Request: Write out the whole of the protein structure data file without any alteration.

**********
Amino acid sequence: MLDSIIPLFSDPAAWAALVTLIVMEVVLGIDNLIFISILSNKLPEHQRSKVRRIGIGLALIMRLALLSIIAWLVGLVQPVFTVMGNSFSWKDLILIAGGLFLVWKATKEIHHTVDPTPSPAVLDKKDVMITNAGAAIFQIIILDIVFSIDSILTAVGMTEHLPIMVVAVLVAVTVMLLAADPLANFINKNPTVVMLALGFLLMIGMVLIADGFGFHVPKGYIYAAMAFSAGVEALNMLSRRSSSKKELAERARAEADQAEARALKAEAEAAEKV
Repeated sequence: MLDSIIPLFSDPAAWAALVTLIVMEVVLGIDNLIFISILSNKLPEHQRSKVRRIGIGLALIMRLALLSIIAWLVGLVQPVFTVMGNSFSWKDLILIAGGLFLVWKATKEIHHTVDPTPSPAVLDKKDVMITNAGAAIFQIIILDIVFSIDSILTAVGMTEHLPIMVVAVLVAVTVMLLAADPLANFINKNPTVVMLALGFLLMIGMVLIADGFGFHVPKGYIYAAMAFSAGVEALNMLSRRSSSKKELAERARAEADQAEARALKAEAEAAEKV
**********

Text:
Amino acid sequence: MLDSIIPLFSDPAAWAALVTLIVMEVVLGIDNLIFISILSNKLPEHQRSKVRRIGIGLALIMRLALLSIIAWLVGLVQPVFTVMGNSFSWKDLILIAGGLFLVWKATKEIHHTVDPTPSPAVLDKKDVMITNAGAAIFQIIILDIVFSIDSILTAVGMTEHLPIMVVAVLVAVTVMLLAADPLANFINKNPTVVMLALGFLLMIGMVLIADGFGFHVPKGYIYAAMAFSAGVEALNMLSRRSSSKKELAERARAEADQAEARALKAEAEAAEKV
Repeated sequence: MLDSIIPLFSDPAAWAALVTLIVMEVVLGIDNLIFISILSNKLPEHQRSKVRRIGIGLALIMRLALLSIIAWLVGLVQPVFTVMGNSFSWKDLILIAGGLFLVWKATKEIHHTVDPTPSPAVLDKKDVMITNAGAAIFQIIILDIVFSIDSILTAVGMTEHLPIMVVAVLVAVTVMLLAADPLANFINKNPTVVMLALGFLLMIGMVLIADGFGFHVPKGYIYAAMAFSAGVEALNMLSRRSSSKKELAERARAEADQAEARALKAEAEAAEKV